When Fab Shoes Shred Your Feet
Here's a pretty quick and simple fix for you.
Remember the shoes that I painted silver and bedazzled last week? I also mentioned that I rehearsed in them for a couple hours. These shoes are holding up great, EXCEPT the silver fabric is like rough sandpaper against the skin. I also like to strap my shoes super tight around the ankle. This shoe has two sets of straps, and the fabric loop that holds the upper strip in place literally shredded the back of my ankle much like one would expect from a cheese grater. I'm not talking blister, I'm talking a deep massive hole that keeps bleeding. Fun. But I'm committed to performing in these shoes in Germany in a few weeks!
It was this strap loop in this photo here that was the culprit. It's been a week and my heel is STILL not healed. Clearly I needed a way to fix this so I could still rehearse.
I'm sure most of you have heard of moleskin, yes? If so, I use it in a different way than normal. If not, moleskin is basically an adhesive-backed, cushiony-soft felt that you can purchase at any pharmacy in the footcare section. (Gross but true fact, it's called Moleskin because historically, before the synthetic stuff was made... it was actually... the skin of a mole. ) It comes in a big sheet like this:
The way it's typically used is to cut it to size, peel and stick on your foot wherever you think you are likely to get a blister. But the metal fabric of these silver shoes are never NOT going to destroy my feet, and I never find that any sort of bandaid or tape stays put on my feet when I'm dancing. They always end up sliding around and I get a blister or whatever anyway. So. I decided to try something else.
Instead of putting it on my foot, I cut a small piece just large enough to cover the foot-shredder, peeled off the backing, used a bamboo skewer to smear a coating of e6000 on the offending part of the shoe, attached the moleskin, clamped it with one of my handy-dandy hair clips, and placed in front of my little space heater (with lots of ventilation!) to dry.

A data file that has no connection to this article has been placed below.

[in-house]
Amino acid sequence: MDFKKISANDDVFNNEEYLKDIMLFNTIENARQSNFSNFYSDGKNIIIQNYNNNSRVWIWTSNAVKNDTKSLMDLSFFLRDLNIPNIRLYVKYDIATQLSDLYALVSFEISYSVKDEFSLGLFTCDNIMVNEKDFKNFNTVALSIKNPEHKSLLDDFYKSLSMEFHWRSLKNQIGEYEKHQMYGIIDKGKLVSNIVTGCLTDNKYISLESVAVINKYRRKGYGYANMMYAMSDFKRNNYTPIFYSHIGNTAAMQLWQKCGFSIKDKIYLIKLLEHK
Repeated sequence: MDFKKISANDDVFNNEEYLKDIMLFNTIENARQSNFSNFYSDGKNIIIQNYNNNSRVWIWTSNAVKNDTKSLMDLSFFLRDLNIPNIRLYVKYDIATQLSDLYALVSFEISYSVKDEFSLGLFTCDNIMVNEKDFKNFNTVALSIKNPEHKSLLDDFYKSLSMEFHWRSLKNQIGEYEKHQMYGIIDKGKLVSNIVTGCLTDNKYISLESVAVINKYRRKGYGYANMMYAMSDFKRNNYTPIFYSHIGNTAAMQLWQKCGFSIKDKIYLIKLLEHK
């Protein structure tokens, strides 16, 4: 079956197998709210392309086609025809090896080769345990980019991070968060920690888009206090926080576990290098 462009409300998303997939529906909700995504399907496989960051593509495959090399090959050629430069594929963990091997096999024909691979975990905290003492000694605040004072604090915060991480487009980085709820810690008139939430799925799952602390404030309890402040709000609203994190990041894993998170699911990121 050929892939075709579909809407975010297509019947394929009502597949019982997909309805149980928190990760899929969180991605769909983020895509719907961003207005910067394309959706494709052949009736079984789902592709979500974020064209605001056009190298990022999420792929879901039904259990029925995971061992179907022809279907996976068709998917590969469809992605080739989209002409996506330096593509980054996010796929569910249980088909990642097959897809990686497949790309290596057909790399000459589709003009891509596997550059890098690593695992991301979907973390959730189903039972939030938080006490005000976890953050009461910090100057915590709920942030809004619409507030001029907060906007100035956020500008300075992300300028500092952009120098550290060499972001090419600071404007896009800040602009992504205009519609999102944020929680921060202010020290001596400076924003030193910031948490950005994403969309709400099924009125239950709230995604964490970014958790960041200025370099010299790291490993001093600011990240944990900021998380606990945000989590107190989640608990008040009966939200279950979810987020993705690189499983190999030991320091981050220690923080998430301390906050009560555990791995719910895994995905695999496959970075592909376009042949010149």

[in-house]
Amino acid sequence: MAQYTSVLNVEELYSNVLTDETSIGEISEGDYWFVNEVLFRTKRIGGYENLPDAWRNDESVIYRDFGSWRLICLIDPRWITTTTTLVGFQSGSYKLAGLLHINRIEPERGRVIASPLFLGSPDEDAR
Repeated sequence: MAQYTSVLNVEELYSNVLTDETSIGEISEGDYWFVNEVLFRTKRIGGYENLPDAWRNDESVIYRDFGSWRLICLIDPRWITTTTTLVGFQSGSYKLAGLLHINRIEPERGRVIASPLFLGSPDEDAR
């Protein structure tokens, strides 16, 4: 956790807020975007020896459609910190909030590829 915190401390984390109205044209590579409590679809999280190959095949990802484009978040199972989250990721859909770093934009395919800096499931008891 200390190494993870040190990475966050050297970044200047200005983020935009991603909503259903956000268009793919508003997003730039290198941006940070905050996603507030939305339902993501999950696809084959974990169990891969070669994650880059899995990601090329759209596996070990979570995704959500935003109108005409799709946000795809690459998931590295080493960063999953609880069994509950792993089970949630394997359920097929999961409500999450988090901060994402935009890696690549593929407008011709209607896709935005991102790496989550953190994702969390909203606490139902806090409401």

(My trusty kitty, Miss Lucy, stands guard in front of the toasty heater to make sure nothing moves while drying. This is purely gratuitous content.)
You will note that this is one of the few times I use E6000 instead of Gem-Tac. E6000 is much tougher and more stable than Gem-Tac, but also toxic. Knowing full well that this piece of moleskin is going to have to withstand a lot of friction I knew this really required e6000. Plus Gem-Tac can get sort of soft and squishy with warmth and moisture. You will see what I mean if you ever wash something that has gem-tac on it.
In any case, this worked fabulously. Super soft, cushiony comfort even though the gash on my heel is still nowhere near healed. Magic! I'm now going to do this on a whole bunch of other shoes with other issues.
Oh, and notice I keep using those hairclips to hold things everywhere? The reason I find them so ideal is that not only do they let air circulate around whatever you are clamping, which speeds drying, but also, the fact that they are slightly curved, makes them much more organically shaped for clamping anything that is going to end up on your body. Let's face it, pretty much every surface on our body has a curve of some sort, so why clamp something completely flat? The curve allows for greater contact between the clamp and the item. Look at the clamp in the photo just above, see how the curve mimics the curve of the heel of the shoe? That's what I'm talking about. If I used a straight clamp, there would only be pressure at the two points where it touches, rather than the whole length of the thing being glued.
Why does everything I write sound soooo convoluted? Let me know if this needs a diagram for explaining.